Deborah Baker in Mumbai
I’ve lost a notebook (again). It was a Moleskine (weep). This has goaded me into opening up a notebook that I haven’t lost (yet) and transferring its scribbles to the blog. It turns out I’ve done a lot of scribbling in there, so there’s something of a backlog to get through. These notes are from a talk/discussion that Deborah Baker held in November about her book The Convert, which was excellent while being deeply problematic. Baker is a wonderful writer and seems like a delightful person too. That said, she is not the most electric of public presences. It didn’t help that the person she was in conversation with was historian Shahid Amin, who may be learned and brilliant but there’s something musty and academic about him. Bluntly put: it was boring. Plus, it wasn’t very well attended because it had clashed with Names Not Numbers, ” the acclaimed global ideas conference discussing what individuality in a mass age means”. I’m one of the few who picked Baker over A.A. Gill (he was one of the speakers). There was also a party afterwards, which probably sealed the fate of attendance figures at Baker’s event. But there were a few crackling moments and I got a chance to hear Baker explain her justification for why “The Convert” should be called non-fiction.
Baker on discovering Maryam Jameelah’s box of papers in the New York Public Library: “I was immediately taken by the voice in these letters.”
Baker on cross-border differences: “Pakistan had great cakes.” It appears we need to brush up our baking skills.
Reading the letters, Baker quickly had a very clear idea of what Maryam Jameelah was like. “In my heart of hearts, I hoped she was dead. Then she’s all yours. You don’t have to share it [with reality]. … I had a vision of her. I didn’t really want that to be disturbed.”
Baker wrote to Maryam Jameelah, asking if she would meet Baker. Baker wanted her take on 9/11/. “Meeting her was a profound shock. She wasn’t at all like I’d imagined. … She was older and I was seeing her after years of medication. It was like a fantasy. … Meeting her made me think I had to revise [what she had envisioned].”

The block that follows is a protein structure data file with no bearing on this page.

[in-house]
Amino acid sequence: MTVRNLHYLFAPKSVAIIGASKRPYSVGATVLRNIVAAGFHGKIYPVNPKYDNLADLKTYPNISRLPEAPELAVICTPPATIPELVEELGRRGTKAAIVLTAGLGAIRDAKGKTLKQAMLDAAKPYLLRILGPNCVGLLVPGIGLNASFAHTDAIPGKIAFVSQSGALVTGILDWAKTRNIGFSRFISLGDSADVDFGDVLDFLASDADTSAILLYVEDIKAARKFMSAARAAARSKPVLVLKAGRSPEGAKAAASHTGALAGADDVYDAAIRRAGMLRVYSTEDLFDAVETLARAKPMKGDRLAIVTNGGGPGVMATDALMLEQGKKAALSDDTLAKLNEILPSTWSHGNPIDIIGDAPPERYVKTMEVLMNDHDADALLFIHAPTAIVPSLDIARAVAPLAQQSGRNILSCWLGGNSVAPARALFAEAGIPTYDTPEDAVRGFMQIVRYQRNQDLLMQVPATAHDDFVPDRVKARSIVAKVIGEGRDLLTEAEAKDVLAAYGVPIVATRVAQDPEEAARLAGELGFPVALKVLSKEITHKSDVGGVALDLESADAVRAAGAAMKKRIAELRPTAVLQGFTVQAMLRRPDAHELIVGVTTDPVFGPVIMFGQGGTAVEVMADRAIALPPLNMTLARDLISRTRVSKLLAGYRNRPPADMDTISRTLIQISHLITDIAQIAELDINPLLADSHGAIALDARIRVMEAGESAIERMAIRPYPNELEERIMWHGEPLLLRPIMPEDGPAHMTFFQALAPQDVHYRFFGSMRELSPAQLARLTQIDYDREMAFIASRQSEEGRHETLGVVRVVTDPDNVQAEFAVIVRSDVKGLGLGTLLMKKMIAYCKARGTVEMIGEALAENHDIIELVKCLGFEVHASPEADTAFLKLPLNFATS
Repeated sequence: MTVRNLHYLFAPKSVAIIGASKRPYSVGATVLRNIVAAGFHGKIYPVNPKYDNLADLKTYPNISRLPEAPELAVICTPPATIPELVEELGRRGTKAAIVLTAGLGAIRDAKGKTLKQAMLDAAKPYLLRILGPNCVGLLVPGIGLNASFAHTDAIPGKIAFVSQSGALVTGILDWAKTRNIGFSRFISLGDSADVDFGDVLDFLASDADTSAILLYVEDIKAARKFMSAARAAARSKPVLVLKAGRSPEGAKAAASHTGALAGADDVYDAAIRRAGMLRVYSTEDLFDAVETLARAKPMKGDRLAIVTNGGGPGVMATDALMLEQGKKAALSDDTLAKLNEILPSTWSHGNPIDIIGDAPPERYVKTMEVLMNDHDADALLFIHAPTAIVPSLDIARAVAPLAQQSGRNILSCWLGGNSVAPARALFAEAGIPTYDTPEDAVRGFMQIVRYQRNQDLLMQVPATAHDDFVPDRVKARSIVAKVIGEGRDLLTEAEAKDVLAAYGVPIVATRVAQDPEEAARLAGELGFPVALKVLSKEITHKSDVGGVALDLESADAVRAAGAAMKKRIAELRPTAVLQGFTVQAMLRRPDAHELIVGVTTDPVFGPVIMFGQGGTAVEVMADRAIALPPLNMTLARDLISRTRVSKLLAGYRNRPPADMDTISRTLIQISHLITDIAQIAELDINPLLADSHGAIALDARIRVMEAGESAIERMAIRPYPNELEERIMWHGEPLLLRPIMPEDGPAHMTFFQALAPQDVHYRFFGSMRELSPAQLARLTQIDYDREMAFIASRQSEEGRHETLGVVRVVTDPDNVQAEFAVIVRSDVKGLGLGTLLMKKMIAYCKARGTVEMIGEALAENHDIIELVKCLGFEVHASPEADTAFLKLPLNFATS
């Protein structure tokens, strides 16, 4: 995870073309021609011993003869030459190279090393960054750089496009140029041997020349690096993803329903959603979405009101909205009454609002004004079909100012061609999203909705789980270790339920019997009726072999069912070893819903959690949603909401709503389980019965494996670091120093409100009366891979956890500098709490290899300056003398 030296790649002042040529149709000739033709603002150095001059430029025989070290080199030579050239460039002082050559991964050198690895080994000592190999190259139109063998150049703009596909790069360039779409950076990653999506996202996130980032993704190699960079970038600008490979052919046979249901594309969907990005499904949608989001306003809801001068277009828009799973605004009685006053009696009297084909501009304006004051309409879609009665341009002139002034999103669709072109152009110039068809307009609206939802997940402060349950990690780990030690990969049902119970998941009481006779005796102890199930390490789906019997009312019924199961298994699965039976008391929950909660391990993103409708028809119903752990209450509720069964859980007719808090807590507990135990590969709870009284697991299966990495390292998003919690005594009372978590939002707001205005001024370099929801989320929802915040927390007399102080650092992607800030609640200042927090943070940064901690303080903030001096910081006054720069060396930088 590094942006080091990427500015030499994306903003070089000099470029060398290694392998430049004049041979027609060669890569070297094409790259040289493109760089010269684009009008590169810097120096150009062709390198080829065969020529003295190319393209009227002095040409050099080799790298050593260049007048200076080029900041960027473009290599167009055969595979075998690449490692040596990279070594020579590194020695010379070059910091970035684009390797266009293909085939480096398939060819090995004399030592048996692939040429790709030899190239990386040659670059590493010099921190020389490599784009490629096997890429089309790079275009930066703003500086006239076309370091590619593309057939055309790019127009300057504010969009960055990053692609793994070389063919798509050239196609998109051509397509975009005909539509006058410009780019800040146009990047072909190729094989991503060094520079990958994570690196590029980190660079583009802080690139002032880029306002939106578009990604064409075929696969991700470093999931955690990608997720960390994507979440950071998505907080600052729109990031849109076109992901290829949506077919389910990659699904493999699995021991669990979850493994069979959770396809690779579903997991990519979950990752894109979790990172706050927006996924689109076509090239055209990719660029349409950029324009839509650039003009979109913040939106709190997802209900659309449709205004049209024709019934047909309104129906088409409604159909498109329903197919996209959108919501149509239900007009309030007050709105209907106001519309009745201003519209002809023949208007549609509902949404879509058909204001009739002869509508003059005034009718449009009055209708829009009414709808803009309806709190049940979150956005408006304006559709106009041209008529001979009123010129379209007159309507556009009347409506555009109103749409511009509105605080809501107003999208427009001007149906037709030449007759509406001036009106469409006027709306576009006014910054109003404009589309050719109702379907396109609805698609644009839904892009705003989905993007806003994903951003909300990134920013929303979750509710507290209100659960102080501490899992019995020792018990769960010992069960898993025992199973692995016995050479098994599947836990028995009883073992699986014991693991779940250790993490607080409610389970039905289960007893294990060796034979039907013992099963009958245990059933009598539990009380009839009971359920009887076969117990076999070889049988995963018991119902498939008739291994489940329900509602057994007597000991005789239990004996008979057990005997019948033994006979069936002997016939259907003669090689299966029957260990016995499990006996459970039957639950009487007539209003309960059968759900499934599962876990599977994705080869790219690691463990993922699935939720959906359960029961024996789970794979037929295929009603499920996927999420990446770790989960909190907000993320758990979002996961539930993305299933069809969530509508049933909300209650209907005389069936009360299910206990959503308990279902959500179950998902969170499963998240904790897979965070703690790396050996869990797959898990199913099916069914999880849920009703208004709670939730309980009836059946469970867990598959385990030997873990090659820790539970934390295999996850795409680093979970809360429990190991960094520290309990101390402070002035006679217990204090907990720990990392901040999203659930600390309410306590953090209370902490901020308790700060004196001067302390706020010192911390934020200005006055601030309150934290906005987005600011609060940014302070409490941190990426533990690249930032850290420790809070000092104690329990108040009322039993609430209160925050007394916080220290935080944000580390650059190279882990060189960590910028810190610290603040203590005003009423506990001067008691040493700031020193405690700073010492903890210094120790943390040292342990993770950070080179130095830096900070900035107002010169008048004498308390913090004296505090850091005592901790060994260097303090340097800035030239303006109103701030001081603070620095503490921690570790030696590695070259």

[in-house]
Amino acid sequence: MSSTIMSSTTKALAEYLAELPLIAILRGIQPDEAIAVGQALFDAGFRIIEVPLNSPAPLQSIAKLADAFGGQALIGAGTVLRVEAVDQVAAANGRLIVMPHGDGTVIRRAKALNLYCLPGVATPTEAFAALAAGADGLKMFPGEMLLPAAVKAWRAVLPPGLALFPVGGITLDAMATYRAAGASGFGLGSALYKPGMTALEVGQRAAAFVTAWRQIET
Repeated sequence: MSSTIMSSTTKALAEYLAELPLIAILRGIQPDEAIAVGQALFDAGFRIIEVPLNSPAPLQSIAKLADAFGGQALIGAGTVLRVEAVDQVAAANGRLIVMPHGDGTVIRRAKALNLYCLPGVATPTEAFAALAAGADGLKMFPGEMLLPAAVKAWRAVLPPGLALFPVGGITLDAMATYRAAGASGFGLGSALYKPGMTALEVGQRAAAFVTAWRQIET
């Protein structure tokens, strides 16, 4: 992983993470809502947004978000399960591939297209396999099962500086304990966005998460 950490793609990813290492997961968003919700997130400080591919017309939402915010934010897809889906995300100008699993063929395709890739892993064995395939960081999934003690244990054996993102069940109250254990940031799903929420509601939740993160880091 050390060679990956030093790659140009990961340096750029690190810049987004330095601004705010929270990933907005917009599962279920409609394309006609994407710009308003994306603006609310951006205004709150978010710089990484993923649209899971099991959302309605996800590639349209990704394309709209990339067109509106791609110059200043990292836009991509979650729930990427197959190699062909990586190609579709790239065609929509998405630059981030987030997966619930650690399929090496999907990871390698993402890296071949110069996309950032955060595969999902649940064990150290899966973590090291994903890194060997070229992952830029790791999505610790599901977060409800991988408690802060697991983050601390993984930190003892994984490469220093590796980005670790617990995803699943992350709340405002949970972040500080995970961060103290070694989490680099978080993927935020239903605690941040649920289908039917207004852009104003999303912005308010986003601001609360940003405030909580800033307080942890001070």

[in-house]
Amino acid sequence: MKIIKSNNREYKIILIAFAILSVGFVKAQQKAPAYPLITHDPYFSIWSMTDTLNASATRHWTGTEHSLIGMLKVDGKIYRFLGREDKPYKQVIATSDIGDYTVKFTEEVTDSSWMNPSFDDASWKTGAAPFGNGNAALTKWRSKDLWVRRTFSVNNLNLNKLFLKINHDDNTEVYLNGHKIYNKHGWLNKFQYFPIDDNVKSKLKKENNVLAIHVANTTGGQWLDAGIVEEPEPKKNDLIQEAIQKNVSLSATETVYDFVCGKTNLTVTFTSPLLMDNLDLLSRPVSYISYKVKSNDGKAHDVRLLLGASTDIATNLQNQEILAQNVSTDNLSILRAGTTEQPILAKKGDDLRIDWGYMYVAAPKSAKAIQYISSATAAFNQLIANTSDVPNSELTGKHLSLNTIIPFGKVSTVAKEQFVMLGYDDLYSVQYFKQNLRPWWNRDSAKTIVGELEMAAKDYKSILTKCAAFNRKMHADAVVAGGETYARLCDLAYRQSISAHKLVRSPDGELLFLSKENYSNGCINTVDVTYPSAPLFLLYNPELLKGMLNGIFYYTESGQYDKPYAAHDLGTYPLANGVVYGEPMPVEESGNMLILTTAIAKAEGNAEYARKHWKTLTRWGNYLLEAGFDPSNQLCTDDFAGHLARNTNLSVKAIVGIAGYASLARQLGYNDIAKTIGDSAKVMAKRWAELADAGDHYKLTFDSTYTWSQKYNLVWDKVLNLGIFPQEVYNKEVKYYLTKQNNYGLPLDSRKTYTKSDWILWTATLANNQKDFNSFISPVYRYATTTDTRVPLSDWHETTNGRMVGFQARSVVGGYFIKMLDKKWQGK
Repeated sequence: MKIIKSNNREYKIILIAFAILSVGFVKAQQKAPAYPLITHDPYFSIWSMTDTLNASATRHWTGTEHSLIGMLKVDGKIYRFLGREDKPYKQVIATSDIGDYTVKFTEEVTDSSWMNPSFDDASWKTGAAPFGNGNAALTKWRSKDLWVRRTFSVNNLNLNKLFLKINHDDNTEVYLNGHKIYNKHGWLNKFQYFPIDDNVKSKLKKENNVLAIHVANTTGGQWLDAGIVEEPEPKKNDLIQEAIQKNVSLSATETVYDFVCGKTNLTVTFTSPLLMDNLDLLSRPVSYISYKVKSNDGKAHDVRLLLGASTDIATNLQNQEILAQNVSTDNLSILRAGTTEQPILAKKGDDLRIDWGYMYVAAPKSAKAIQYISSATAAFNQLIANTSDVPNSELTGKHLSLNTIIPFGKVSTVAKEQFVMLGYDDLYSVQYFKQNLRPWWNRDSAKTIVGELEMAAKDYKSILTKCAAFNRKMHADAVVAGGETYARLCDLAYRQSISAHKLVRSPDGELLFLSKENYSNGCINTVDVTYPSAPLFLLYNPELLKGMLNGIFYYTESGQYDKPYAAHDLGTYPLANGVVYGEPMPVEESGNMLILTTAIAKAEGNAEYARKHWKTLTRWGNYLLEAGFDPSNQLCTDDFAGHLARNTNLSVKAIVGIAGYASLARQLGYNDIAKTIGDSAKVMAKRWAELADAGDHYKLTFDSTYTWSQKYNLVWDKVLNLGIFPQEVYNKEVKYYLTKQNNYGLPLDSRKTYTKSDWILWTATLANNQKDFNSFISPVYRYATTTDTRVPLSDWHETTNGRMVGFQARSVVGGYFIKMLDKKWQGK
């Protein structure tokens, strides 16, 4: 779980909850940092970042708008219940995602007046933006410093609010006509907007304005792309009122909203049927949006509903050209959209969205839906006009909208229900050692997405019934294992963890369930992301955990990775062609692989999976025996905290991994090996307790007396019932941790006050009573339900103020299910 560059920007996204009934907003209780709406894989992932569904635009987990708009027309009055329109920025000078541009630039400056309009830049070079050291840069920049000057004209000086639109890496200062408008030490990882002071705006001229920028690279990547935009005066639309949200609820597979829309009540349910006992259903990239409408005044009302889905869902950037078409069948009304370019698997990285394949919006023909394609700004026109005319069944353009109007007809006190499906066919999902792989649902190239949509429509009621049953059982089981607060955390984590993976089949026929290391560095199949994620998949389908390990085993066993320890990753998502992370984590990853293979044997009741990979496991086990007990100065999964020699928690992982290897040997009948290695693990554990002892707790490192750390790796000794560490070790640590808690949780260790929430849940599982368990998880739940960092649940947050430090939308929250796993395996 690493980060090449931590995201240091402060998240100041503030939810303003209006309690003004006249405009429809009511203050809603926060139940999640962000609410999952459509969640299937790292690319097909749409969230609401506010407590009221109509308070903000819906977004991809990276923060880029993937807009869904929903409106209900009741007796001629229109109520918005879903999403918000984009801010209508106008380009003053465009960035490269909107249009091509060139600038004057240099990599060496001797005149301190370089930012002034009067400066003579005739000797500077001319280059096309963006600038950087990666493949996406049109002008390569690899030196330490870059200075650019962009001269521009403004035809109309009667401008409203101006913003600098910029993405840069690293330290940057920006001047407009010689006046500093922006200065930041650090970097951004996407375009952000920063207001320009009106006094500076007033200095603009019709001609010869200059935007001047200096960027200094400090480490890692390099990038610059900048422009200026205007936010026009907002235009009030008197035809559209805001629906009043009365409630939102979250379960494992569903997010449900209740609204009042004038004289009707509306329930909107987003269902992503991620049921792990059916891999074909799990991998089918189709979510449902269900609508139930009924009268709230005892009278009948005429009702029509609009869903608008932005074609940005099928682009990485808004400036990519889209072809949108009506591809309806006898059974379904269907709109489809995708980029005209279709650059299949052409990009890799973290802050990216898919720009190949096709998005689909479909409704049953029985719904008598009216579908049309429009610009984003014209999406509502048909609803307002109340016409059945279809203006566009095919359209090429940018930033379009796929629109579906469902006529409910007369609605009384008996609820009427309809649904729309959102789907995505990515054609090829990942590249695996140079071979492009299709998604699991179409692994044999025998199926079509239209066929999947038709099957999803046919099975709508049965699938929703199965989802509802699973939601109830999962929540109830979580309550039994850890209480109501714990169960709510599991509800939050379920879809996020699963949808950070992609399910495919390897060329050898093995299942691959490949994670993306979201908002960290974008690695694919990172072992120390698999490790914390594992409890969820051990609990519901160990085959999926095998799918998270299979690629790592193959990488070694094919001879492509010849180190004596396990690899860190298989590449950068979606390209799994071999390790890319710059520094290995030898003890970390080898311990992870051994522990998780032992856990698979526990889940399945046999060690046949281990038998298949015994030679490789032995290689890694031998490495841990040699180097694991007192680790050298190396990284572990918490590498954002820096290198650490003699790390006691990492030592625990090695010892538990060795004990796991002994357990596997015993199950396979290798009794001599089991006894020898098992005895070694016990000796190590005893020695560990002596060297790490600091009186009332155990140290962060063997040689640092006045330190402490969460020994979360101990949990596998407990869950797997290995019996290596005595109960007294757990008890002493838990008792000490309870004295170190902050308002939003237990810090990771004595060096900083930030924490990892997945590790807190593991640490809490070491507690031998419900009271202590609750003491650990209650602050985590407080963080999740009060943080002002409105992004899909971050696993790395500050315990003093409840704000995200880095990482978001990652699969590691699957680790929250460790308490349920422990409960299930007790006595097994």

Why Baker didn’t use ellipses: “The reader’s experience should be seamless. I didn’t want the reader thinking of the writer’s agenda.” Baker felt uncomfortable about bringing herself into the narrative of “The Convert” and is of the belief that ellipses make the reader wonder what the writer took out, thus inserting the writer into the narrative even more deeply.
Baker on the letters that she rewrote: “I couldn’t have written those letters if I hadn’t entirely internalised them.”
Baker on Maryam Jameelah: “Her letters were like a mania.”
Not sure in what precise context Baker said this, but she was talking about Maryam Jameelah and writing the book. “I thought, maybe I was her enemy.”
Baker said that during the Bush administration, there was so misinformation that it depressed her. “I was depressed that Americans were so easily spooked.”
The “easily spooked” offended a few of the Americans in the audience. One person asked Baker if she didn’t think it was traumatic enough an incident to deserve introspection and revisiting. Baker’s reply: “It requires scrutiny but we can’t be constantly scared by it over and over again. Of course it was traumatic, but you can’t still get spooked by the sight of a beard. … Capitalism is pretty toxic too. It’s more destructive of the world than political Islam will ever be.”
Not convinced by her stand on ellipses and neither is my unease about Baker writing for Jameelah set at rest, but I do like her take on political Islam and beard-phobia.